Whole night people send me links about how to enter Poland from Germany where many Estonians are stuck on the border.
Very sweet but I’m already in Poland. Besides I think that when our foreign service got our cyclists back from Lebanon the getting me out of Poland is a piece of cake.
At half past seven the GPS shows that I have 920 km to my destination. The forest is left behind. Before Białystok are road construction works where I first just drive through before I reach some yellow signs pointing to the correct diversion. The construction workers pay no attention to me. Then there’s a road with too many potholes for a fast evacuation.
Last killed animals on the road. There are a lot of those in Poland. Here are also a lot of vulcanization-signs. Last time I saw so many of those in Kyrgyzstan. In addition I’ll remember from Poland my surprise over the fact that people don’t speak any foreign languages. And that in bigger cities walking on the streets means constant passing through cigarette smoke. A lot of garbage on the ground and in nature. I got to introduce the idea of buying coffee with my own flask.
Before Lithuanian border I don’t see any passenger cars for a while. On the border I’m stopped by masked figures. They only have one question: Estonia? Okay, you can go. On the other side the queue of trucks continues for tens of kilometers. With Polish, Latvian, Estonian, Lithuanian, Russian registration plates. Already during the times when Schengen did not yet unite us the Polish border was a scary place.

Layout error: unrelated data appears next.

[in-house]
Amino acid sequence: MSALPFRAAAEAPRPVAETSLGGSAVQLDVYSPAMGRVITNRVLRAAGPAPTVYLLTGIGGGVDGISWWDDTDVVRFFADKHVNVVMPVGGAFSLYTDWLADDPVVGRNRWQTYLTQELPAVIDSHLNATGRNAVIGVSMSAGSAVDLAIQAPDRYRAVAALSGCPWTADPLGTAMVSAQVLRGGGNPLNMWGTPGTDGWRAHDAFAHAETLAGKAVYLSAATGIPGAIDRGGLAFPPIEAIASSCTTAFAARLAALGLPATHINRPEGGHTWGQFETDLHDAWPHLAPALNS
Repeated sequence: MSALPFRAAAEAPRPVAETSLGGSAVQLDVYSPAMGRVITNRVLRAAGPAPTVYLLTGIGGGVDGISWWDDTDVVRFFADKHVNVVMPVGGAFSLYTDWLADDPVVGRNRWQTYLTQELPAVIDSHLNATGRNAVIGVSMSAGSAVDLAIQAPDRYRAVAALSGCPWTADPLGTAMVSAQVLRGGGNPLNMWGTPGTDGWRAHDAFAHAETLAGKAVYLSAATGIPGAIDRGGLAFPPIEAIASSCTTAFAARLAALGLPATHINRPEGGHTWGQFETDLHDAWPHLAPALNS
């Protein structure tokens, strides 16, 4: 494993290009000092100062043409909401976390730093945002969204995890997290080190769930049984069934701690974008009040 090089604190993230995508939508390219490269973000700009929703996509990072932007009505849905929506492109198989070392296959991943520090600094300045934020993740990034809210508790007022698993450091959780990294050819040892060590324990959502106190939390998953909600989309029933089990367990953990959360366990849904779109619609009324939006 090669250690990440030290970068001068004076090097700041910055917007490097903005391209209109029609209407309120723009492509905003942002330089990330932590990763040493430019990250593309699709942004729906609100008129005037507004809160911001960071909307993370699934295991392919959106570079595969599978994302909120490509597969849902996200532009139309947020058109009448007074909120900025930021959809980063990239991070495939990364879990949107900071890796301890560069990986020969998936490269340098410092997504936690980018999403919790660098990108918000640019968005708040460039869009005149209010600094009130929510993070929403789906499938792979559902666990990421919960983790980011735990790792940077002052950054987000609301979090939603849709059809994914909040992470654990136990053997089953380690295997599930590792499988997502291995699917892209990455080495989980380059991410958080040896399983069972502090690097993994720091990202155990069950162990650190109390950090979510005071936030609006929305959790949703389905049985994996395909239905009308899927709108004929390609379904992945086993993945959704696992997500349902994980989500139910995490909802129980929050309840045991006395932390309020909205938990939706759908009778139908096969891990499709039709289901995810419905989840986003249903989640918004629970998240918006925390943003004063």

In the gas station there’s a glass panel between the customer and the staff. Items can be passed from under it. No wrap allowed, only hotdog or sandwich. Before taking the sandwich from the oven the woman disinfects her hands. The café part is blocked with tape. No sitting.
By the time I reach Latvian border most of the passenger cars have again dropped away. Only me and transit of goods. The Latvians let cars with Latvian and Estonian number plates drive through without asking anything but the Lithuanian behind me is pulled to the side. No queue on the other side. Just as I expected, neither Lithuanians not Latvians were interested in keeping me.
The gas stations in Latvia work in the usual manner.
Estonia is dead end and can allow a total checking. A row of red lights as far as I can see. I use the time to write down what happened today.
Estonians are masters of drawing up and filling out forms. Everybody confirms sincerely that they do not do any money laundering nor know anybody who know anybody who is infected.
The virus has postponed my trip to Shetland into an undefined future. So the experiment of getting from Tallinn to Lerwick without using an airplane is postponed too. I can also pause learning the funny language of the Scots and move ahead to Ukrainian. I presume that nothing will stop me hiking a long distance trail in Estonia in May as planned.
Tomorrow I have to be in the harbor to restrict free movement of people. No roaming around the world.